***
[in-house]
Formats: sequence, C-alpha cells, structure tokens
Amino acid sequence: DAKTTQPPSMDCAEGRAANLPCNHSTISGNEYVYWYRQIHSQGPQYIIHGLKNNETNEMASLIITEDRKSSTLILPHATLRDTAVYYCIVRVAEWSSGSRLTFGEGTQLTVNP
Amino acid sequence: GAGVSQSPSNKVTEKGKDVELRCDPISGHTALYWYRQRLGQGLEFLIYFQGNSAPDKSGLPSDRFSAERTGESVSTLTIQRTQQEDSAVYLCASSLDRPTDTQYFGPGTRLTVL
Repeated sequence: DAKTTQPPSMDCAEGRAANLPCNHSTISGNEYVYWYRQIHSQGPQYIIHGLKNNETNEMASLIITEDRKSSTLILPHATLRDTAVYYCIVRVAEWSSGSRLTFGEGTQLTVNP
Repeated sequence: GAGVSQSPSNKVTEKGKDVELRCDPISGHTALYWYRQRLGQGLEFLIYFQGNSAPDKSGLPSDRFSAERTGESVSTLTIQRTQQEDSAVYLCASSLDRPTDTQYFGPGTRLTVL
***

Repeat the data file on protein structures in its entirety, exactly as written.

[in-house]
Formats: sequence, C-alpha cells, structure tokens
Amino acid sequence: DAKTTQPPSMDCAEGRAANLPCNHSTISGNEYVYWYRQIHSQGPQYIIHGLKNNETNEMASLIITEDRKSSTLILPHATLRDTAVYYCIVRVAEWSSGSRLTFGEGTQLTVNP
Amino acid sequence: GAGVSQSPSNKVTEKGKDVELRCDPISGHTALYWYRQRLGQGLEFLIYFQGNSAPDKSGLPSDRFSAERTGESVSTLTIQRTQQEDSAVYLCASSLDRPTDTQYFGPGTRLTVL
Repeated sequence: DAKTTQPPSMDCAEGRAANLPCNHSTISGNEYVYWYRQIHSQGPQYIIHGLKNNETNEMASLIITEDRKSSTLILPHATLRDTAVYYCIVRVAEWSSGSRLTFGEGTQLTVNP
Repeated sequence: GAGVSQSPSNKVTEKGKDVELRCDPISGHTALYWYRQRLGQGLEFLIYFQGNSAPDKSGLPSDRFSAERTGESVSTLTIQRTQQEDSAVYLCASSLDRPTDTQYFGPGTRLTVL